So, after a particularly hard day at school, with bullying at its peak I found myself angry, really angry. I’m on the long ride home on that same yellow school bus that I’m on every day. I’ve got my head pressed forward into the seat in front of me and I’m fuming. I remember being frustrated with my situation and asking God questions like, “Why did we have to move here?” Just plain telling God, “I hate this place.” The thing I remember most clearly about this day is that I asked God, “Why are kids in small towns so mean?”

… and I heard his response.

It wasn’t audible it was in my head but it was clearly God.

He said, “there is no one who loves teenagers in small towns.”

I knew what he meant. He did not mean that parents or grandparents don’t love teenagers. He did not mean that teachers don’t love teenagers. God was telling me that there needed to be more youth pastors in small towns. From that moment I knew my calling, God was asking me to become a youth pastor. (Excerpted from Chet Kennedy, Broken Mortals)

Leadership is … listening and looking for God’s call.

Yours in Service,

Chet Kennedy

Son of: Laurie D. Kennedy
Leadership Coach
ldkjethrogroup@gmail.com

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Leadership Is… Knowing and Following God’s Call #296

Do you have a Damascus Road experience? Paul did. Did God ask you to join Joshua and visit the Promised Land? Caleb responded. Did God challenge and train you to lead upwards of a million people through strife, complaining and a dry land experience in the Red Sea? Moses accepted the challenge. Your experience may not have been as dramatic as these. But, you have been called to a unique role.

My High School experience was not positive. I graduated, attended Bible College then University for my degree in clinical Psychology moving toward a career in Family Counselling. I envisioned my career dealing with individual, family conflict and addictions.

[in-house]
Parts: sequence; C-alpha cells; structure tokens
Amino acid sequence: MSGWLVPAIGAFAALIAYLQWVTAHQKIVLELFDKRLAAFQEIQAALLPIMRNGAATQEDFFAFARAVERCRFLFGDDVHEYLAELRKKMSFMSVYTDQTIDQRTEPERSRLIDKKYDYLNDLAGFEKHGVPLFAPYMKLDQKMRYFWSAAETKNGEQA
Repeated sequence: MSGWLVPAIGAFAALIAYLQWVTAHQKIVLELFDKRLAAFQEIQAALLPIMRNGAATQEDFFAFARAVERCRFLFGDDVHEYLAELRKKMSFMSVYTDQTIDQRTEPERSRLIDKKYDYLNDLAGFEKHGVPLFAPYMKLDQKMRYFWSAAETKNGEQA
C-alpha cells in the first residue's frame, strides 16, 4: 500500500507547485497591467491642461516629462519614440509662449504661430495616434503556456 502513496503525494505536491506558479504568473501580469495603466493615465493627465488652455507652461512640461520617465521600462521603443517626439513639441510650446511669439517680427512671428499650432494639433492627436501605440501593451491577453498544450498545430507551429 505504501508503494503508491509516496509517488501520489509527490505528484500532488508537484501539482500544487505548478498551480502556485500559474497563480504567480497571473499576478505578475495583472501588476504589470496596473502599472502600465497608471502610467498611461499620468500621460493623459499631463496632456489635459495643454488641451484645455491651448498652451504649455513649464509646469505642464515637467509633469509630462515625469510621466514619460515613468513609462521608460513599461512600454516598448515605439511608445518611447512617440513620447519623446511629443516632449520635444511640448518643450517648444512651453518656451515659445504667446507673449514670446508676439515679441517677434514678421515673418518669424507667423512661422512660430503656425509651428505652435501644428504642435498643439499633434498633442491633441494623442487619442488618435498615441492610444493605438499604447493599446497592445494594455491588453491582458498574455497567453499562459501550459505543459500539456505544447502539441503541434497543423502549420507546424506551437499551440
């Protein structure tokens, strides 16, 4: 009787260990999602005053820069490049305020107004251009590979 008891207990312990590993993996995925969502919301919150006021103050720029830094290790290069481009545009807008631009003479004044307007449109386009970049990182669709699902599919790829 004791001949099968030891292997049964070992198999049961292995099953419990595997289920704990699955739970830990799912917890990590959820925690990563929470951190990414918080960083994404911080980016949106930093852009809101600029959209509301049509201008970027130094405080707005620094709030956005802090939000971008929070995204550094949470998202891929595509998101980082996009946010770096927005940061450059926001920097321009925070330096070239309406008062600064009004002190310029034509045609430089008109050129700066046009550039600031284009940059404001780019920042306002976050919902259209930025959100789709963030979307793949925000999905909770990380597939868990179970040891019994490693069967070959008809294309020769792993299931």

My family and friends consistently told me I’d have a career in administration. My response was ‘no way was I going to push a pencil for my career’. I wanted to do real work with real people. Hmm! Our Bible College President and mentor confided in me that he felt I would be heading to the secular world and ministry later. He encouraged me to read about Caleb. I’ve identified with Caleb ever since.

Throughout this awesome career it has been a privilege to follow God’s calling and plan. As the Western Coordinator with a National Organization of Evangelical churches I was leading and counselling Pastors and church leaders across Western Canada. In my current role I coach leaders in person and by phone having the privilege of touching faith based leaders worldwide. It is an awesome privilege to follow God’s plan.

“It is as great and as difficult a spiritual calling to run the factories and the mines, the banks and the department stores, the schools and government agencies for the kingdom of God as it is to pastor a church or serve as an evangelist.”  (Crane and Hamel, Executive Influence)

Throughout a fascinating career in the secular and ministry worlds it was obvious that God had a plan and we are thankful.

Leadership is … joining God’s call.

Yours in Service,

Laurie D. Kennedy
Leadership Coach
ldkjethrogroup@gmail.com

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Leadership Is… Standing in the Gap #295

“Leaders are found everywhere. Demographics pay no role in whether or not someone is going to become an exemplary leader. Leadership is not a birthright. It’s not about position or title. It’s not about power or authority. It’s not about celebrity or wealth. It’s not about being a CEO, president, general, or prime minister. It’s not about being a superstar. And it’s most assuredly not about some charismatic gift. Leadership is not about who you are or where you came from. It’s about what you do.” (Kouzes, Posner, The Truth about Leadership)